Born in the early 600s BC, Sappho entered life on the isle of Lesbos, which was the cultural center of Greece at the time. Though not much is known about her early life (or any details of her personal life, for that matter) one of the most common myths about this legendary woman is that she was exiled to Sicily for her political beliefs or homosexuality. The truth is that there is only a vague reference to her being sent to Sicily by her family when she was a child because of political unrest in lesbos at the time.

We’re also not sure when she first began writing her poetry, or when she first picked up her lyre

tumblr_ndpdpsFfue1rltf5co1_400(this thing)

but once she did she was met with universal acclaim. Her writings were more introspective and personal than that of other writers of the time, and was one of the first poets to write in the first person. She was so highly regarded that Plato commented that she would be considered the ‘tenth’ muse, and the poet Solon was so moved by one of her songs, he requested his friend teach it to him “Because I want to learn it and die.”

Sappho also wrote homoerotic poetry, and if you haven’t guessed already, she’s responsible for the word ‘lesbian’, though lesbian was not used to refer to a female homosexual until the 19th century. There’s much debate over whether Sappho was a lesbian herself, with many scholars advising against reading her poetry as autobiographical, there’s no questioning that much of it was about women.

“Some celebrate the beauty
of knights, or infantry,
or billowing flotillas
at battle on the sea.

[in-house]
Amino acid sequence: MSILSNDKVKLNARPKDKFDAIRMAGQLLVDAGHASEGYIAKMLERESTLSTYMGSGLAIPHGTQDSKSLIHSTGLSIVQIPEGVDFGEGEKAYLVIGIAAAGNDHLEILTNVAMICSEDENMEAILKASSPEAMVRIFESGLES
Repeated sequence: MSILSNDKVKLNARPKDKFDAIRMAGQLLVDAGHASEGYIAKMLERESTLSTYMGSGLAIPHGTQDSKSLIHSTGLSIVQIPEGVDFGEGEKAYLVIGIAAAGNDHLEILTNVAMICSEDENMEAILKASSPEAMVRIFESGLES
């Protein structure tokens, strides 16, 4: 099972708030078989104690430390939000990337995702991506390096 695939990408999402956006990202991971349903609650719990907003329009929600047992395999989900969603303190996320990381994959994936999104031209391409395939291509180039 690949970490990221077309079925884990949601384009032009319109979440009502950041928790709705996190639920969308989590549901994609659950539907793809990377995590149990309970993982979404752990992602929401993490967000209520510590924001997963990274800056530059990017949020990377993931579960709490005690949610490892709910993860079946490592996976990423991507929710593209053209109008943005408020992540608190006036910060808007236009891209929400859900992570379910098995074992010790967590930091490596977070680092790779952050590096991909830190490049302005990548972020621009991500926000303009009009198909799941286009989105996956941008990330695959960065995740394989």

Warfare has its glory,
but I place far above
these military splendors
the one thing that you love.

For proof of this contention
examine history:
we all remember Helen,
who left her family,
her child, and royal husband,
to take a stranger’s hand:
her beauty had no equal,
but bowed to love’s command.

As love then is the power
that none can disobey,
so too my thoughts must follow
my darling far away:
the sparkle of her laughter
would give me greater joy
than all the bronze-clad heroes”

The Suda (a 10th centruy encyclopedia) makes the claim that Sappho was married to a “very wealthy man called Cercylas, who traded from Andros”, which is probably false, as ‘Ceracylas from Andros’ translates to ‘Penis, from Man Island’. There’s also a legend which has Sappho committing suicide by throwing herself off a cliff because of an unrequited heterosexual love. However, there’s no evidence of this actually happening and many have speculated that the legend was invented to give dear Sappho a heterosexual identity.

Whatever her sexuality was, the lady-loving Sappho will forever be remembered (or, actually, mostly forgotten) as one of the greatest poets of all time.